Smart Gardening Conference to focus on smart plants

Learn about the magical interactions between flowers and their pollinators at the 2020 Smart Gardening Conference in Grand Rapids, Michigan.

African nutmeg flower
Flowers of the African nutmeg (Monodora myristica) have large, showy bracts with markings that will attract pollinators. Photo by Robert Geneve.

Flowering plants and their pollinators have been doing a “dating dance” since the first plants appeared with true flowers. How do flowers attract pollinators? Color, fragrance, even height and positioning are ways a flower is attractive to a pollinator. If a plant’s main business in life is to reproduce, I like to think of the flowers as their “marketing department.” The length that flowers go to attract a pollinator is what’s really interesting! According to Robert Geneve, professor of horticulture at University of Kentucky, plants sometimes have magical interactions with pollinators.

Male begonia flower
Numerous stamens (male) of a male begonia flower begin to shed pollen as their reddish pollen sacs open. Photo by Robert Geneve.

Color is certainly a factor, especially for bees and butterflies, to signal the right match with an insect or mammal pollinator. When it comes to bees though, the flower is much more that meets the eye, says Geneve. “Bees see flowers differently than the average human. There are unique colors and patterns that guide the pollinator to the appropriate flower. This helps them choose flowers to pollinate at just the right time and pass over those flowers that are not ready or have already been pollinated”. According to Geneve, some plant’s flowers literally have a roadmap right on them—directing the pollinator to come in for a nice nectar lunch.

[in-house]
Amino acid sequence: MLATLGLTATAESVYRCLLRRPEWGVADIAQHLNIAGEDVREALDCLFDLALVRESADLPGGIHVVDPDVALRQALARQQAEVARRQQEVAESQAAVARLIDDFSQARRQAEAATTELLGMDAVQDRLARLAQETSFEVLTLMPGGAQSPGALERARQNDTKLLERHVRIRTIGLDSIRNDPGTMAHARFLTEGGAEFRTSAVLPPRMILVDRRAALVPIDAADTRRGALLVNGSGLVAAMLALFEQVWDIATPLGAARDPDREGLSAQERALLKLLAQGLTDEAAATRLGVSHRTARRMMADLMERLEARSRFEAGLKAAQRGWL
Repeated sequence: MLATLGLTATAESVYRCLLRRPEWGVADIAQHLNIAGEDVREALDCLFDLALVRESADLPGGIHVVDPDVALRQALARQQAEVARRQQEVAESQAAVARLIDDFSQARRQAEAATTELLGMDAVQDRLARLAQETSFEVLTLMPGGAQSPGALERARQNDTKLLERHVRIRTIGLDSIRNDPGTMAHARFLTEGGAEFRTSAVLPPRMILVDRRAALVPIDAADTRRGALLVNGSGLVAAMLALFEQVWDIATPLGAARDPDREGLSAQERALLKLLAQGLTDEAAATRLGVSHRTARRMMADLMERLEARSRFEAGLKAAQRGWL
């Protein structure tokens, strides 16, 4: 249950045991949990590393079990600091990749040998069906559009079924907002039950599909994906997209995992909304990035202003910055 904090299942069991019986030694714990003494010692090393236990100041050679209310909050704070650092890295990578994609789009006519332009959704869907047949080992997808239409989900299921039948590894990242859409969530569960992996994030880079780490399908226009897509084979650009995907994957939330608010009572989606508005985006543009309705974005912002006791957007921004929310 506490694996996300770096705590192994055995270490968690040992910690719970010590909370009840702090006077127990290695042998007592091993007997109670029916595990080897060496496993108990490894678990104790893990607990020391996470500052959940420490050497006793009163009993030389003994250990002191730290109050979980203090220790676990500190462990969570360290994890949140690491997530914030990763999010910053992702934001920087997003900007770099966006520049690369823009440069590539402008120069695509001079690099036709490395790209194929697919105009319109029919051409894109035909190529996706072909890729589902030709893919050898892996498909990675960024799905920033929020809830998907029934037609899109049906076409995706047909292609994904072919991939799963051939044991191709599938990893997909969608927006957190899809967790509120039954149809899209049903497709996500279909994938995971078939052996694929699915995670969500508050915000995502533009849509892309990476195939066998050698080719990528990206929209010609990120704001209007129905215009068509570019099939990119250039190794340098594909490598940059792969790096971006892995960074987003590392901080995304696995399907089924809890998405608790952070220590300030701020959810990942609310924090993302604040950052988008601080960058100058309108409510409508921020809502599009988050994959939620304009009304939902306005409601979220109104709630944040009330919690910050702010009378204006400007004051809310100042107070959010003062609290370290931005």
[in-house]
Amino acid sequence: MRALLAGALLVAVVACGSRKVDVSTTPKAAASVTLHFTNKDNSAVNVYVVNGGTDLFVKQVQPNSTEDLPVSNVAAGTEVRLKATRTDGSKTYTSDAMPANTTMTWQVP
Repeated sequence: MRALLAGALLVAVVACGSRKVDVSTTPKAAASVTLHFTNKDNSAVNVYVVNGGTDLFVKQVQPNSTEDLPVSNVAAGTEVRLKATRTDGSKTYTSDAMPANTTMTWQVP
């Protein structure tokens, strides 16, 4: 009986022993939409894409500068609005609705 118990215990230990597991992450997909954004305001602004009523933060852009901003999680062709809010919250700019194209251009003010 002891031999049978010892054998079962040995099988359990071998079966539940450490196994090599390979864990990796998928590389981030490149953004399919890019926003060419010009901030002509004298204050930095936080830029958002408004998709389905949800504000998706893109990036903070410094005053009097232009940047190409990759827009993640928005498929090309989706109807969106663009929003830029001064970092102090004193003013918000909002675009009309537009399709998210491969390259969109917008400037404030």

Flowers may be designed to attract and interact with many pollinators or just one. If a single species can only be pollinated by one pollinator, there is no margin for error when it comes to attractiveness. Flowers in the mint family are shaped so that when a pollinator lands, the modified stamen acts as a fulcrum, allowing the anthers to drop down and deposit their load onto the hungry visitor.

Starfish flower
The starfish flower (Edithcolea grandis) attracts carrion flies with its characteristic “rotting meat” smell and dark red blotchy appearance. Photo by Robert Geneve.

Geneve says one of the coolest things about this unique relationship is that some flowers actually react to the pollinator’s touch by moving the stamens. If you look closely at bird of paradise, you cannot see the stamens, but once the pollinator arrives, out they pop!

Geneve and several others will be sharing more on this subject during the 2020 Smart Gardening Conference in Grand Rapids, Michigan, on March 7. Geneve will provide a scientific look at how flowers signal, lure or “trick” pollinators into their nectar-filled lair.

To find out what other topics will be addressed, download a brochure.

Register for 2020 Smart Gardening Conference

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